Ubitquity LLC recently launched its platform prototype for document storage and integration with the title insurance industry and county clerks within the United States using Colu’s implementation of Coloured Coins to manage assets on the Bitcoin blockchain.
Nathan Wosnack, CEO and co-founder said that using a blockchain will significantly reduce risks in every step of documentation. In an interview with IBTimes UK he said: “Fraudulent conveyance costs the industry approximately a $1bn (£700m) a year in the US alone. Much of that comes from financial institutions issuing loans or mortgages to bad actors who are perceived to be the rightful owner to the land. Shared immutable ledgers allow for greater collaboration between industry players and a potential reduction in fraud.”
Wosnack considers the blockchain-powered platform to be able to improve due diligence for the industry. “As part of due diligence, title companies have to research properties in order to ensure the chain of title is clear.
“Due diligence is in some cases a very-time consuming and arduous process. It can be done quicker and easier with a shared public ledger platform like Ubitquity; particularly for smaller title companies and financial institutions. Title companies can issue a ‘certificate of clear title’ on the blockchain by signing a title record with their own private key.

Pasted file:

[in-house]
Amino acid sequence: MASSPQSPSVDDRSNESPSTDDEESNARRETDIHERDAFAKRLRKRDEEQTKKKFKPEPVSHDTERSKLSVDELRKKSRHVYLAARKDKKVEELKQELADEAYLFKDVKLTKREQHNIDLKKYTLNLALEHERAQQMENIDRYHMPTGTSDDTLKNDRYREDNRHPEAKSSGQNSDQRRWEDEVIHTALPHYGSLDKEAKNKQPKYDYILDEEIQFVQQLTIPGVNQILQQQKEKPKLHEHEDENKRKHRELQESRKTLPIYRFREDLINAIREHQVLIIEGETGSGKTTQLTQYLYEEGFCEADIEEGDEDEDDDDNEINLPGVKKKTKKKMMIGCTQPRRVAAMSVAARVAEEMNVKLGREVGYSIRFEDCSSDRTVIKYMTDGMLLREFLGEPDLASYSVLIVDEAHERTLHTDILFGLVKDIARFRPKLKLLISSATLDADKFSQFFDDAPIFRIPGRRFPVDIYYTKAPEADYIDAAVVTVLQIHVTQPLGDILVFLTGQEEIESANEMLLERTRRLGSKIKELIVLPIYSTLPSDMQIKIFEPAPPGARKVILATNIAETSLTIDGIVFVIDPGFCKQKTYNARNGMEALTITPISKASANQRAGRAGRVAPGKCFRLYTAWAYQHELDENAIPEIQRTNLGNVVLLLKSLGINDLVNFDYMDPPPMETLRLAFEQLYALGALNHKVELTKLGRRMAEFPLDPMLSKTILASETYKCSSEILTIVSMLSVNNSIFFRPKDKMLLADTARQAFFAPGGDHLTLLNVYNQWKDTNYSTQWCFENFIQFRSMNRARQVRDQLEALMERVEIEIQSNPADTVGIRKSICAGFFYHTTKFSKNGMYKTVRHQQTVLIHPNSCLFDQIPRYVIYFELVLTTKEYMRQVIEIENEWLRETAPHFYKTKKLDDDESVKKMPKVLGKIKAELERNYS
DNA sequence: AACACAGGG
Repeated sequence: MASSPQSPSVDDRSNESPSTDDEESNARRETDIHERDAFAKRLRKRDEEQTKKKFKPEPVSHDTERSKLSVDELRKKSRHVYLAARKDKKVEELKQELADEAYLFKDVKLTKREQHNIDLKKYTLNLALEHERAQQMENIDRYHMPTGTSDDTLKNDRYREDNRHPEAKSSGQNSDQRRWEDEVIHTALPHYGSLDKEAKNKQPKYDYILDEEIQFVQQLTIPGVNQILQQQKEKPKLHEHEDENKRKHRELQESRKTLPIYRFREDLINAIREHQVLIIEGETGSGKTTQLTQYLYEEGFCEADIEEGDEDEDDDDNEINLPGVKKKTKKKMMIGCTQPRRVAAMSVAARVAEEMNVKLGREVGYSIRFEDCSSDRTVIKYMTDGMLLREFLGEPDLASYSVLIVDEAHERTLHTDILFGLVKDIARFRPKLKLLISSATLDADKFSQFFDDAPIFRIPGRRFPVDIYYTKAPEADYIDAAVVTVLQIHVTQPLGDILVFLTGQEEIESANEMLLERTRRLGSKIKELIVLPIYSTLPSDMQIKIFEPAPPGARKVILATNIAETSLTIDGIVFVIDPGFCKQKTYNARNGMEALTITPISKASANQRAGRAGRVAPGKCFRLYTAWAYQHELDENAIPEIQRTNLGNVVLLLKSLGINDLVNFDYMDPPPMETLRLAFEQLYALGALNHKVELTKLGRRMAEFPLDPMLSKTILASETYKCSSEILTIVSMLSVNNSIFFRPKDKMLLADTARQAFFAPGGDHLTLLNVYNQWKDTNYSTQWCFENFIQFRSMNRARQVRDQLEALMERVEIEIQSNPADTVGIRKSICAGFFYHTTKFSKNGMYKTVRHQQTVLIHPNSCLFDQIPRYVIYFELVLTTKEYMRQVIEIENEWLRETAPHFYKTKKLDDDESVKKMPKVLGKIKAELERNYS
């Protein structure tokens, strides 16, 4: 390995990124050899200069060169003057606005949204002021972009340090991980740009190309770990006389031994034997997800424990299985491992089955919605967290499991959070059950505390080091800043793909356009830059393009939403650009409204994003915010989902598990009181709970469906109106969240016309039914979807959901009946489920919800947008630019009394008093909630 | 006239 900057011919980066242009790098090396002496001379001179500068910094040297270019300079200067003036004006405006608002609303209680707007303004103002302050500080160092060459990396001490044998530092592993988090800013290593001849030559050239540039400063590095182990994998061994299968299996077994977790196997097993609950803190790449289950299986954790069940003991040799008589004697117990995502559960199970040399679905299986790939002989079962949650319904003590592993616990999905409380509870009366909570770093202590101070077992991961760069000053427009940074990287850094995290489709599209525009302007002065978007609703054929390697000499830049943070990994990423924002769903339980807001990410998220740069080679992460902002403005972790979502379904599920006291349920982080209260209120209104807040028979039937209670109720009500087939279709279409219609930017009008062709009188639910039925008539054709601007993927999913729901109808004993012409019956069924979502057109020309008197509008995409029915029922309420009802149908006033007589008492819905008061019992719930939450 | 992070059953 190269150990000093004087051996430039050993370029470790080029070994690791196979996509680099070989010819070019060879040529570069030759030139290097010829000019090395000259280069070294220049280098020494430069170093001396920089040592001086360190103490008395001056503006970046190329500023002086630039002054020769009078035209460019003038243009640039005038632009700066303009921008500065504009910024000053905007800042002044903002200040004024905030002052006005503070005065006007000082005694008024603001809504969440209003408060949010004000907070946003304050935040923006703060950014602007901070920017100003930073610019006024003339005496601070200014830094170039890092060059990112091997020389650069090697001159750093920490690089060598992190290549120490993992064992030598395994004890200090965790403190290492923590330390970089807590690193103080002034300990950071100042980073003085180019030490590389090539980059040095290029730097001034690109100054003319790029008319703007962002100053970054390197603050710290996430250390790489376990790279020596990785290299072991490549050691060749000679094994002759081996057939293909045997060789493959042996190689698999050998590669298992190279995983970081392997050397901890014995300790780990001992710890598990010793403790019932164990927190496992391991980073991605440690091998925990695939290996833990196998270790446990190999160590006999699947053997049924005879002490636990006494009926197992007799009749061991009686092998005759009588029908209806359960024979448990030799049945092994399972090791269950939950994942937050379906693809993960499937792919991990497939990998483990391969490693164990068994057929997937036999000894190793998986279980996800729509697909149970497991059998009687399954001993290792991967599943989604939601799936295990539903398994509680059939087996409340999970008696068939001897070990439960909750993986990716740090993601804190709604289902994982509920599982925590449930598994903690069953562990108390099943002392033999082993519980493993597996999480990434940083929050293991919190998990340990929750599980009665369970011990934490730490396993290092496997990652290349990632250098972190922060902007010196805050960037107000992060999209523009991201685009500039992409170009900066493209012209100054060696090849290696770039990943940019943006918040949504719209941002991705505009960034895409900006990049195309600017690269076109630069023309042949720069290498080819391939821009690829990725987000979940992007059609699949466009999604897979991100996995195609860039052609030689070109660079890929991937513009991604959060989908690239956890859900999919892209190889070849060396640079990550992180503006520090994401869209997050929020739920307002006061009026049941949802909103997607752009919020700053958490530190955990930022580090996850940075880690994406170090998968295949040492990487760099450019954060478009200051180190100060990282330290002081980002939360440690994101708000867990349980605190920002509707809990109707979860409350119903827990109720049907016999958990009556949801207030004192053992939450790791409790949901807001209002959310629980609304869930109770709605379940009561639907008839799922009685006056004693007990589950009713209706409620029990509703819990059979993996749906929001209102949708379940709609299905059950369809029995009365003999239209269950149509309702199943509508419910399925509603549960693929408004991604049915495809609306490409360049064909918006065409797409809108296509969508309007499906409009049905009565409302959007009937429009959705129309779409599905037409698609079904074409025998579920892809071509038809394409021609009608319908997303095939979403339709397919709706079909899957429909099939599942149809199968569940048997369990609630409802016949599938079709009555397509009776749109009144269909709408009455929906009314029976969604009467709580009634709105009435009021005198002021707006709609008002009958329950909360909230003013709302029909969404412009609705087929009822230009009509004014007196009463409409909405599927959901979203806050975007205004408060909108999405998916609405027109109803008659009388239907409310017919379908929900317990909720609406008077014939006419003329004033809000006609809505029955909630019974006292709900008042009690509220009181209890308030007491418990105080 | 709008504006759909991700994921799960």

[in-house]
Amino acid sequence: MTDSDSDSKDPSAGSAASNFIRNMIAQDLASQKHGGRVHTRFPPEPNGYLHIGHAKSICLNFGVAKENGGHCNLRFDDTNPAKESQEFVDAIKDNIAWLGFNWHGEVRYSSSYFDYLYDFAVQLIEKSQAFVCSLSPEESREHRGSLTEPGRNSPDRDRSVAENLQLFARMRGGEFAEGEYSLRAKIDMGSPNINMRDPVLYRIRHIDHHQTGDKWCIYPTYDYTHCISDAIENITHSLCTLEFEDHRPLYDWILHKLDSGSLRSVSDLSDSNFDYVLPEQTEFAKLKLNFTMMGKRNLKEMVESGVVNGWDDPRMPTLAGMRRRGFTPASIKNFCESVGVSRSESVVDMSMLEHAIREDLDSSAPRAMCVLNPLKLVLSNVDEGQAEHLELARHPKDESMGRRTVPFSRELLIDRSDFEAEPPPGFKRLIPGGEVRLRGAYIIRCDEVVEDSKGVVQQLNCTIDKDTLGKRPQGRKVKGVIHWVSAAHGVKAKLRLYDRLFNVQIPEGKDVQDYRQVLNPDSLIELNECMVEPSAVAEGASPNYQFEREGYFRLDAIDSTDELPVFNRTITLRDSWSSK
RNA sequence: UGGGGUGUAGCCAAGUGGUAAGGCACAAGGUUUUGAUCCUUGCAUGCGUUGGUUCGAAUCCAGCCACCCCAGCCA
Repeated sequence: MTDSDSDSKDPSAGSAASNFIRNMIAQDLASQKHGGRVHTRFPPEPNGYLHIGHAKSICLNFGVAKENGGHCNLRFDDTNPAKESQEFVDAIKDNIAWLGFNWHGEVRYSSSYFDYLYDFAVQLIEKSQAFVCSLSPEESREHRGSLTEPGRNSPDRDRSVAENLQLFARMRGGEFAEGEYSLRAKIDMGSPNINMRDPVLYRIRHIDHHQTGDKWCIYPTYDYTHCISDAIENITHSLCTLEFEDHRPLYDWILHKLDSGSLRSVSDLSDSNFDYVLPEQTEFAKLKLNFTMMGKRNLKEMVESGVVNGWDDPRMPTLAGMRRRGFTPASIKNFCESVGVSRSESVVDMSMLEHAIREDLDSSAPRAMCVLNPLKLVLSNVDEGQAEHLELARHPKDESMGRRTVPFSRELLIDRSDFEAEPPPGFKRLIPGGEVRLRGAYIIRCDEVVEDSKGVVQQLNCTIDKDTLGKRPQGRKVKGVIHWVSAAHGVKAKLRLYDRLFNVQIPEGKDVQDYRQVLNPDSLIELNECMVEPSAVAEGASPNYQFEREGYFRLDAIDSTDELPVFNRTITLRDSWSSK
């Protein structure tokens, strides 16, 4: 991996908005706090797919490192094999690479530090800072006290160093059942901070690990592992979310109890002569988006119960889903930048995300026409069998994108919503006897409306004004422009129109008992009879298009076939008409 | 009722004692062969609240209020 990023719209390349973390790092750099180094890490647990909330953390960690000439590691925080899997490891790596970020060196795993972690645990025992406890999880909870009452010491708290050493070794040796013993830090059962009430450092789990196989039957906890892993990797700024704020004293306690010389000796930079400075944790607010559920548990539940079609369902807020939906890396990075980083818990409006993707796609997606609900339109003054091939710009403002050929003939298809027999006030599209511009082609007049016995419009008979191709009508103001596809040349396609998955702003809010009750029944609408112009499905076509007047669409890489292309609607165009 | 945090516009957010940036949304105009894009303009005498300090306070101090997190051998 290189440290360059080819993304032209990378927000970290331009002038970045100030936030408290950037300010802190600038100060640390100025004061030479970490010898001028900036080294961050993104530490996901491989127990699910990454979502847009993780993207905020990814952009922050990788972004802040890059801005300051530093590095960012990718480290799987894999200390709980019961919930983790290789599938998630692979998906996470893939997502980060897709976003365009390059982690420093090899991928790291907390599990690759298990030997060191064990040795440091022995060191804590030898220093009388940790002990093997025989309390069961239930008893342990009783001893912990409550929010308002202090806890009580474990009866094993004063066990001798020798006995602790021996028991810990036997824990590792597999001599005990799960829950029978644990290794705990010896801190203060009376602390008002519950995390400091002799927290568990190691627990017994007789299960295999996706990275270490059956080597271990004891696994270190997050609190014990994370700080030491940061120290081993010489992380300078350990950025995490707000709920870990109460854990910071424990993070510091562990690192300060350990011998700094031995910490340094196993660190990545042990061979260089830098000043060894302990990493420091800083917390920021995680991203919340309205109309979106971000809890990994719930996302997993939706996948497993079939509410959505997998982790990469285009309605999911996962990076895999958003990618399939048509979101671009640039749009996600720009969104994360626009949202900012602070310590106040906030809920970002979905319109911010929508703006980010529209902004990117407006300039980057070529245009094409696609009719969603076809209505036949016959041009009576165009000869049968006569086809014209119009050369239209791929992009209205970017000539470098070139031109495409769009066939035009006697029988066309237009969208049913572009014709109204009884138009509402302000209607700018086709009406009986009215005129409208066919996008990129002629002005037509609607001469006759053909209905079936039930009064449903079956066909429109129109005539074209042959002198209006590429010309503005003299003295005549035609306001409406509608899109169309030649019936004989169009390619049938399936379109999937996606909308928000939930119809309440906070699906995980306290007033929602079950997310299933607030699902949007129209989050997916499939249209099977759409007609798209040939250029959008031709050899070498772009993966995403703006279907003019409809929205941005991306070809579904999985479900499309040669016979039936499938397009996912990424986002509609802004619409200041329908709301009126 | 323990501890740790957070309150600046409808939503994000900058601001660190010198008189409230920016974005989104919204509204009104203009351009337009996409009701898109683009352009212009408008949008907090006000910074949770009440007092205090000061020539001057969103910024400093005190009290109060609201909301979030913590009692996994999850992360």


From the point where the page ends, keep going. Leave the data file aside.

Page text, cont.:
“The banks will also benefit from a reduced title search time, increased confidence in the deeds history, and process transparency over a public blockchain. Lenders will have the ability to publish and track their deeds of trusts (liens) to a particular property directly on the blockchain.”
The benefit of this for real-estate title and deeds records is it allows anyone to browse those records. Public keys can be made public, so that trustworthy organisations can attach trusted brands to specific title records, according to Wosnack.